President Obama singled out California on Friday for failing to use education data to distinguish poor teachers from good ones, a situation that his administration said must change for the state to receive competitive federal school dollars.
Obama’s comments echo recent criticisms by Education Secretary Arne Duncan, who warned that states that bar the use of student test scores to evaluate teachers, as California does, are risking those funds. In an announcement Friday at the Education Department in Washington, Obama and Duncan said the Race to the Top awards will be allocated to school districts that institute reforms using data-driven analysis, among other things.
“You cannot ignore facts,” Obama said. “That is why any state that makes it unlawful to link student progress to teacher evaluations will have to change its ways.”
The remarks escalate a disagreement between the Obama administration and California education leaders. While a 2006 law prohibits the use of student test scores to evaluate teachers on a state level, it does not mention local districts, where state officials say pupil data can be used to judge instructors. A handful of districts currently are doing that; L.A. Unified is not.
Gov. Arnold Schwarzenegger said Friday he would push to amend state law if necessary.
“We will seek any reforms or changes to the law deemed necessary, including changes to our data system laws, to ensure California is eligible to compete” for federal funds, Schwarzenegger said in a statement.
California’s top education officials sent the Obama administration a letter this month saying that no changes were needed to state law and that any attempt to modify it could distract from reform efforts. The administration has not responded.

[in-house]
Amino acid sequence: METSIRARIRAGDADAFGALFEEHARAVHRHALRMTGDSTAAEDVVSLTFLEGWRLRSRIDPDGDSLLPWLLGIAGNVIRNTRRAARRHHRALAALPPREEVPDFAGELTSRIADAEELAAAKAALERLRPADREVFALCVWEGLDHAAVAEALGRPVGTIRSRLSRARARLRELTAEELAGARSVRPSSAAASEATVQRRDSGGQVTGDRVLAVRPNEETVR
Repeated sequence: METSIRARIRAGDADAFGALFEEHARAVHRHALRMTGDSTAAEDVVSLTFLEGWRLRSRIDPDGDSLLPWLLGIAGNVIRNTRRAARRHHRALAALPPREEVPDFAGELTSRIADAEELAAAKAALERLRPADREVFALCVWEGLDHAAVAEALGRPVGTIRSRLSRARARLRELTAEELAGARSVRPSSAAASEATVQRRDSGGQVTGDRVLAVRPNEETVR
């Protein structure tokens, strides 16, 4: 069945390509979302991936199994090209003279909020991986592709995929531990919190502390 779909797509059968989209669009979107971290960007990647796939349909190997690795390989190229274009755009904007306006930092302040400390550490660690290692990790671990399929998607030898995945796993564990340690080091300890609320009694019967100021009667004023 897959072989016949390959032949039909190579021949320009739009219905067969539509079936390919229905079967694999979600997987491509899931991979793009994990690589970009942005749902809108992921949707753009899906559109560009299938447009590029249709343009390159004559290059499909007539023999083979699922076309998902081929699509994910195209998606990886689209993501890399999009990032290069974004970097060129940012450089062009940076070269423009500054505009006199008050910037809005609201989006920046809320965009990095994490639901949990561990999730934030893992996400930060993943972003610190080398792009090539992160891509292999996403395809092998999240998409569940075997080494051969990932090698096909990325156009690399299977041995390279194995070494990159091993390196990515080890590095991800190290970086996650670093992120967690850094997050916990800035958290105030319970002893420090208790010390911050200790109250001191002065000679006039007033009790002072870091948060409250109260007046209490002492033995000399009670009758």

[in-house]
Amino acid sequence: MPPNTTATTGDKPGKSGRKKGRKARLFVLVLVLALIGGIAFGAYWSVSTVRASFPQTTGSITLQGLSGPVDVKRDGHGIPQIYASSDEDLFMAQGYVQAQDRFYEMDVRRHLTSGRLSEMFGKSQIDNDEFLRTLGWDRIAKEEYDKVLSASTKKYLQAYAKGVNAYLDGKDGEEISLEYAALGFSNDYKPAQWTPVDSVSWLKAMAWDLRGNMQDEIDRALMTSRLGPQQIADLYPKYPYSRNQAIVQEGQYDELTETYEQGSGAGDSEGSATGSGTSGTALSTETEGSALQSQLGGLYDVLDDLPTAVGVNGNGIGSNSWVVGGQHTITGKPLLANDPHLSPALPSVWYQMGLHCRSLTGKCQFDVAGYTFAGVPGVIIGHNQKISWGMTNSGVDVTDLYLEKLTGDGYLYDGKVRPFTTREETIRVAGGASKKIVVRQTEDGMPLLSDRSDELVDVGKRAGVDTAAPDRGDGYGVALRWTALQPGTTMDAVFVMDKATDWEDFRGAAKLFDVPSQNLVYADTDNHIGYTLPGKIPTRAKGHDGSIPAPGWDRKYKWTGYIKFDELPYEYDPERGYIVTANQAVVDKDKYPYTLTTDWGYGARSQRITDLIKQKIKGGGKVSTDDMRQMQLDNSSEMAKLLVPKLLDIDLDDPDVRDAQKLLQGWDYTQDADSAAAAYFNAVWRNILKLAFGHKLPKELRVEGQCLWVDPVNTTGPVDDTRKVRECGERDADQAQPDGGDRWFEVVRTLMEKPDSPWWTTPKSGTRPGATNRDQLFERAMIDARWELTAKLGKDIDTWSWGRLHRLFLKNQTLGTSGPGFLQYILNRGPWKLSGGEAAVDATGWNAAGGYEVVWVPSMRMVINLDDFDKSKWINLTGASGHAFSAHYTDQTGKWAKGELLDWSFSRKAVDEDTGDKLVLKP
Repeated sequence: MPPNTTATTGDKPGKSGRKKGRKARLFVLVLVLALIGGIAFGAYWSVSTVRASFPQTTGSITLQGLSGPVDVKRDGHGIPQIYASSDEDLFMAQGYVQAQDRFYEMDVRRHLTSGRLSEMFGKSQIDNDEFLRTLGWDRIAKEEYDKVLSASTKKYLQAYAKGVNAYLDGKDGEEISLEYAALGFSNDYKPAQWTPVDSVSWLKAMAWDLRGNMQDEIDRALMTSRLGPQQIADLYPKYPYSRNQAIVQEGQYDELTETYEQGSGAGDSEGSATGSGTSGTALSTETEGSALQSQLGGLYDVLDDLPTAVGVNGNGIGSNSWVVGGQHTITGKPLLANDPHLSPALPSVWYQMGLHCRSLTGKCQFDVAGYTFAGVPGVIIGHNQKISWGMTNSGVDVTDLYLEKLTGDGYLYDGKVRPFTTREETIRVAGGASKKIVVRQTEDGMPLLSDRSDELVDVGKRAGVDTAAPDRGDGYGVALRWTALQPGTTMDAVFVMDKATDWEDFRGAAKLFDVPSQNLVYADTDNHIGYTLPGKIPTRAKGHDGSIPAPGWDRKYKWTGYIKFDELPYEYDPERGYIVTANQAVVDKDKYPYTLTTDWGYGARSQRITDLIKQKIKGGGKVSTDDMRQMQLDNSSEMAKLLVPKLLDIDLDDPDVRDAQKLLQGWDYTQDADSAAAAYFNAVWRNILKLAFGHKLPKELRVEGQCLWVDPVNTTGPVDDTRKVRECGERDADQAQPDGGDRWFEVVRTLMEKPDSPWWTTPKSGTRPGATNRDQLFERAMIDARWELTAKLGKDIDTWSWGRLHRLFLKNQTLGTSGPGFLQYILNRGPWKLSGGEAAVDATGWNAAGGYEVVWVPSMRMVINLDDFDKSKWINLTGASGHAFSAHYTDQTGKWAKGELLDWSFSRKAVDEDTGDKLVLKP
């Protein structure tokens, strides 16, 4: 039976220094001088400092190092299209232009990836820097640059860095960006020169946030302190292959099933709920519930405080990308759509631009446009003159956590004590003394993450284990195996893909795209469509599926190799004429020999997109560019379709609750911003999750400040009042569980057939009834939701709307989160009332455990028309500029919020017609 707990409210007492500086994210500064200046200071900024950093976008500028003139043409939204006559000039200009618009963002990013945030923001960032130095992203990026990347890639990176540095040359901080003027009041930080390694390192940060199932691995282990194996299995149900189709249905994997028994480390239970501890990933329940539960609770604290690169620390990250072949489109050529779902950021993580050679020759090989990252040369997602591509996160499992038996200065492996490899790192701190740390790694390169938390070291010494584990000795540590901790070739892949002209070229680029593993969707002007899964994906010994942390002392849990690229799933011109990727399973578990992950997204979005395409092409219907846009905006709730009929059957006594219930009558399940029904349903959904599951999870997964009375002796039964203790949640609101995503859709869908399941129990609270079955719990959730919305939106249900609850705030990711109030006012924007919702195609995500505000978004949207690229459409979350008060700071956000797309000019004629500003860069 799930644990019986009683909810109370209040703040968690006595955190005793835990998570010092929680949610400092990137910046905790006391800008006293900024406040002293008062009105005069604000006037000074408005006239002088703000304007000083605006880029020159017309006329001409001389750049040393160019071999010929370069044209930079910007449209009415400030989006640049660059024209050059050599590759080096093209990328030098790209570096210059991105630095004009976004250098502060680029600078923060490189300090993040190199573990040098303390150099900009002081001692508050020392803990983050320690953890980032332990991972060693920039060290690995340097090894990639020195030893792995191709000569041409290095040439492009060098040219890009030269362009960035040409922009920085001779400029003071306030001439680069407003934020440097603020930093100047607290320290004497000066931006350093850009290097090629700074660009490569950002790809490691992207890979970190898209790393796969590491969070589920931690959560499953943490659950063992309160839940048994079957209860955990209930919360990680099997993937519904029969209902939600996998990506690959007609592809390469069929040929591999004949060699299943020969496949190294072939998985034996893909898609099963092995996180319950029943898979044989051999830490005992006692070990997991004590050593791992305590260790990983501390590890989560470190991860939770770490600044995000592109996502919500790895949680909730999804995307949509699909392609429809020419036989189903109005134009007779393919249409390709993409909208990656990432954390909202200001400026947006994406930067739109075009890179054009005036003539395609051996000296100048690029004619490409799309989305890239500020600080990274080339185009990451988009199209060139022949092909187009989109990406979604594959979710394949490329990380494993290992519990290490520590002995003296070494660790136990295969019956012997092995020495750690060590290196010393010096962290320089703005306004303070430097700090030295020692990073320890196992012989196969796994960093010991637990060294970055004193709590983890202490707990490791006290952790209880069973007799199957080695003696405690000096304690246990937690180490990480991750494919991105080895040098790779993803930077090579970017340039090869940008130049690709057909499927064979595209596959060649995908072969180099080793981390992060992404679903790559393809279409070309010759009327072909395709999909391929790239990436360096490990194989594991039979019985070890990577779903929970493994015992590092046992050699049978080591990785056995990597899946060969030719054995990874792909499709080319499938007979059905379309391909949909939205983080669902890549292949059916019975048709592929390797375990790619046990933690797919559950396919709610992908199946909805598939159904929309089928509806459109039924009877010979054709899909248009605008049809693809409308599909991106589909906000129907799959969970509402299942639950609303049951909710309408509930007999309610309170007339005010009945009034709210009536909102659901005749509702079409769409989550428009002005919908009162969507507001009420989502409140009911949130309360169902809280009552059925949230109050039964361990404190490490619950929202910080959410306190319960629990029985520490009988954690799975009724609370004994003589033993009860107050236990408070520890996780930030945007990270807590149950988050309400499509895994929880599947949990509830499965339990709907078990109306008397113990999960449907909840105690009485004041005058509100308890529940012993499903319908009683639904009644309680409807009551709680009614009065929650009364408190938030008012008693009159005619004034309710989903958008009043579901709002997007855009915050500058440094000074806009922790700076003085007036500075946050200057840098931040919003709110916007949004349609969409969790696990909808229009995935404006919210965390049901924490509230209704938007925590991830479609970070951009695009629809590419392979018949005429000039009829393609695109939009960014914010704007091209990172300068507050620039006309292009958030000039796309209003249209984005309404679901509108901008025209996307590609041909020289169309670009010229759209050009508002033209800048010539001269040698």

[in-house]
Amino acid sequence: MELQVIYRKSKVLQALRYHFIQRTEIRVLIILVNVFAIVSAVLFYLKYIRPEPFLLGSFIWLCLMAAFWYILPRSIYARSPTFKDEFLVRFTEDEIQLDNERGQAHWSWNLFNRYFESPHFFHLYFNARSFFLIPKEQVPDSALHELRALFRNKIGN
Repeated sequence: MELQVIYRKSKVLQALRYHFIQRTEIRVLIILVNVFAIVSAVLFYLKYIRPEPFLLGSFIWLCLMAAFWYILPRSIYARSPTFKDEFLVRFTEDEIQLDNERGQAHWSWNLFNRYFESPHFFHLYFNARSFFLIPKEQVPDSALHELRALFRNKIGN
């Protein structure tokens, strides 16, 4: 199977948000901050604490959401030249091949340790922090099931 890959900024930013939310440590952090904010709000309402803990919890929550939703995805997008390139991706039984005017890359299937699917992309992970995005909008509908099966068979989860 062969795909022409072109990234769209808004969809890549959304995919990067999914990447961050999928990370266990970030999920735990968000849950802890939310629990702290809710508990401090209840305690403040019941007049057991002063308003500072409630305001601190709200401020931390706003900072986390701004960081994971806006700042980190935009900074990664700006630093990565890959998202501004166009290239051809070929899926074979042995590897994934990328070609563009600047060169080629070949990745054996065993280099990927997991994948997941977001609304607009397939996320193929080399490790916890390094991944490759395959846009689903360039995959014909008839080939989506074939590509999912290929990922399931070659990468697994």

Obama’s speech could mark the beginning of a protracted fight with teachers unions, which have resisted some of the reforms advocated by the administration, including performance pay and data-driven teacher evaluation.
The state’s teachers unions have already voiced their opposition to such a move. When the 2006 law was drafted, teachers unions insisted that it include an amendment saying: “Data in the system may not be used . . . for purposes of pay, promotion, sanction, or personnel evaluation of an individual teacher or group of teachers, or of any other employment-related decisions related to individual teachers.”
Obama and Duncan made their position clear. “This competition will not be based on politics, ideology or the preferences of a particular interest group,” Obama said. “Instead it will be based on the simple principle: whether a state is ready to do what works.”
Race to the Top applicants must show progress in four key areas to compete for the $4.35 billion: adopting rigorous academic standards, recruiting and retaining talented educators, turning around chronically low-performing schools, and building data systems to track student and teacher effectiveness. But Obama also said teachers should not be judged solely on student test scores.
Seven states have lifted restrictions on public charter schools to better compete for the funds, the Associated Press reported Friday. Other states, such as Colorado and Massachusetts, are trumpeting their recent progress on issues like merit pay and higher educational standards, which they believe will give them an inside track to secure the federal dollars.
Federal officials have said that California legislators do not necessarily have to revise current law. Instead, the attorney general could certify that the state law is not a barrier to teacher accountability.
But some California education officials questioned whether it would be possible to comply with the administration’s demands.
California ranks 41st among states in collecting and using data to evaluate teachers, according to a 2008 survey by the Data Quality Campaign, a nonprofit based in Austin, Texas.
“There is . . . [a] possibility nobody will apply” for the funds, said California Deputy Supt. for Public Instruction Rick Miller, who stressed that state leaders share the Obama administration’s goals. “They’re asking for fundamental changes in all sorts of areas, and you have to commit to all of it by October. . . . That’s a heavy lift.”
The draft guidelines for the federal funding released Friday are open for public comment for 30 days.
States are required to submit applications by October for the first round of grants.
The money is a portion of the roughly $100-billion educational stimulus package approved by Congress.
But much of that money is expected to be used by districts to make up for state budget cuts.
Kristina Sherry in the Washington bureau contributed to this report.